With an Experienced Guide, You, Too, Can Bring Gemstones to Life!
Rock&Gem Feature Article - Story and Photos by Ruth Chin
Once I had seen the famous Hope Diamond at the Smithsonian Institution, my curiosity knew no bounds. How do people actually facet gemstones, I wondered. A deep yearning came over me to learn how to turn a piece of gemstone rough into a thing of beauty--one that would dazzle the eyes. "It takes time," said Bill Dutton, a man of few words and the master of faceting at the Muncie, Indiana, Rock & Gem Club. He's been faceting since 1954, when he tired of making cabochons.
I was so eager to know how faceting is done that Bill offered to show me.
"First," he suggested, "get books and read about how to do it."
At left, Master of Faceting Bill Dutton at work, meticulous and totally focused on the task at hand. Interrupt him at your peril, advises his wife!
I learned that ads for such books can be found in lapidary magazines and catalogs and, often, the books themselves are available at rock shops and rock and gem shows. They can even be borrowed from your local public library. But, according to Bill, "To own a good faceting book is to always have it on hand for reference."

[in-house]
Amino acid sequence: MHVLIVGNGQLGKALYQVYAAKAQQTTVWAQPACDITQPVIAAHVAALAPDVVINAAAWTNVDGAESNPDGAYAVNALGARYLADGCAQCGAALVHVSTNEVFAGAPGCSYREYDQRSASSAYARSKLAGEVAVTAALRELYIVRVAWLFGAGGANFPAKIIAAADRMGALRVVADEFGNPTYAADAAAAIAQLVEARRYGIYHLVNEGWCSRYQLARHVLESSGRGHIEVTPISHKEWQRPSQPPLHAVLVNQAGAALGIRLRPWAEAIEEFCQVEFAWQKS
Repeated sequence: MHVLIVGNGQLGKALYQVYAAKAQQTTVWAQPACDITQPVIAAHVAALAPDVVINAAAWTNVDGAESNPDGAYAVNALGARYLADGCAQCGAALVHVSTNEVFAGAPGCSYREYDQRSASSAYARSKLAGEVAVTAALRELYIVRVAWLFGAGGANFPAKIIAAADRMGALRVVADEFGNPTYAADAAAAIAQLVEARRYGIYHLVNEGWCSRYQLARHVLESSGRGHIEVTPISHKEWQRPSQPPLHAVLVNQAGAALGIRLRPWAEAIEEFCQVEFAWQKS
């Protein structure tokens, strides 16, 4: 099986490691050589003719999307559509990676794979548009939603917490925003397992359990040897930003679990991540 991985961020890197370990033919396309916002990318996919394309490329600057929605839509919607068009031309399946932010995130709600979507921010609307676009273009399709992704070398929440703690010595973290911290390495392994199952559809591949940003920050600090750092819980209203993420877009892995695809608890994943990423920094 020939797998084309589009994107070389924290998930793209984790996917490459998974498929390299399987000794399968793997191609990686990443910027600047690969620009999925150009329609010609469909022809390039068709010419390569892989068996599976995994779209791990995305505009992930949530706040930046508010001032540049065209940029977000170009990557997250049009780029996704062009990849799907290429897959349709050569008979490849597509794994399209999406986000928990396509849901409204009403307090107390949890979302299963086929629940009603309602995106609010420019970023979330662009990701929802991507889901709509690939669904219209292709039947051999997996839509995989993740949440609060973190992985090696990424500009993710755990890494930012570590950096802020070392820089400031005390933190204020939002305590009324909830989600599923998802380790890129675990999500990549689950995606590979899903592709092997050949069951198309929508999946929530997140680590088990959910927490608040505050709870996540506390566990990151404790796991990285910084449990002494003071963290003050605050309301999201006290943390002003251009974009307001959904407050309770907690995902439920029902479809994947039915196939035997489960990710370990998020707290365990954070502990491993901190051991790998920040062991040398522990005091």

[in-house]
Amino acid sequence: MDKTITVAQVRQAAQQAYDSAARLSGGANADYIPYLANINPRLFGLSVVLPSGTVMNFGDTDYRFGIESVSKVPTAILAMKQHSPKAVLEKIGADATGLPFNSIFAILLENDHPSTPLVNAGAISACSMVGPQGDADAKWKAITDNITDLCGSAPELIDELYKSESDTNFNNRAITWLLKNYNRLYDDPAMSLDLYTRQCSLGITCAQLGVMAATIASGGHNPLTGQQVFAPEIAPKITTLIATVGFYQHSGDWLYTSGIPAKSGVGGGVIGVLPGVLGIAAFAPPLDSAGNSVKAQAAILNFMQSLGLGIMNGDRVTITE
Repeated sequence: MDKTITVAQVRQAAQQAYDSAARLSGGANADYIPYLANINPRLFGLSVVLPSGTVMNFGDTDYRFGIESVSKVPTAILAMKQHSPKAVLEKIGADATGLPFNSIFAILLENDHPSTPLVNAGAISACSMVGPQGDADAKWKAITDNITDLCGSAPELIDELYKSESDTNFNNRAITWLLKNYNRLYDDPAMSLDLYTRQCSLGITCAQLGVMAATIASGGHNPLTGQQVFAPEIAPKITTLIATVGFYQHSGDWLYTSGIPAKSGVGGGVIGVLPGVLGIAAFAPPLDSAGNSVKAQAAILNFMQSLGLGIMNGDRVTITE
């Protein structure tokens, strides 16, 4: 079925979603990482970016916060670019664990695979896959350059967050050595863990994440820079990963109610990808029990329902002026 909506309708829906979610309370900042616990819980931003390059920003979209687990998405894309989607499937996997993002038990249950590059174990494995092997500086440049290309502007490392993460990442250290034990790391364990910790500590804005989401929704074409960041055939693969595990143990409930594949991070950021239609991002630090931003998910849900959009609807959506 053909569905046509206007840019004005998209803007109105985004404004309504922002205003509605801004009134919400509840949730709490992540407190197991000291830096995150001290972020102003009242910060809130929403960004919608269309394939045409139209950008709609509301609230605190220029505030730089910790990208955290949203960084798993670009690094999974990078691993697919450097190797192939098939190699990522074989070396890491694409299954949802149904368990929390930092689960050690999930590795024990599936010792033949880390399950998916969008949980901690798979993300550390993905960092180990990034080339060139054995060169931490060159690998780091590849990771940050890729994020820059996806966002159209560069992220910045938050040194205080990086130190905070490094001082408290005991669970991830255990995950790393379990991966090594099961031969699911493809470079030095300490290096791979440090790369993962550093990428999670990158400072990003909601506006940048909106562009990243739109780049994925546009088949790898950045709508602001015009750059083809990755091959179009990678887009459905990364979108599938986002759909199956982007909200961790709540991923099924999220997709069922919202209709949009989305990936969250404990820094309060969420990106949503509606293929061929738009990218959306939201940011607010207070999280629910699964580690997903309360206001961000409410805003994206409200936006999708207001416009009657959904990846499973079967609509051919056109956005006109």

I took his advice and started reading about faceting. I learned that, long ago, explorers had roamed the world, seeking precious stones. Once having made their historic journeys--and subsequent conquests--they took gems as booty for the king or queen who had sponsored their particular expeditions. Jewelry was then made from these precious gems, but just who was the first to facet gemstones will, no doubt, always remain an unanswerable question, the answer lost to history.
Faceting is known to have been done in India long, long ago, but certainly not with anything like the fancy machines we use today. Those early faceters held each stone by hand during grinding and polishing. This practice is still in use in some Third World countries even today.
Venice, Italy, had become an important center for the arts by about A.D. 600, and the cutting of jewels is known to have been done there at that time. Louis de Berquem of Brugge, Belgium, is credited with having created, in 1458, the first brilliant-cut diamond (i.e., the typical diamond cut we are so familiar with today). Today, Antwerp (also in Belgium) is the world's center of the diamond and precious-gem trade.
Learning a bit of the history of faceting only fueled my desire to learn how to facet on my own. I poured over Faceting for Amateurs, by Glenn and Martha Vargas. In this great "how-to" guide, every detail from start to finish is fully described by the authors, a husband-and-wife teaching team.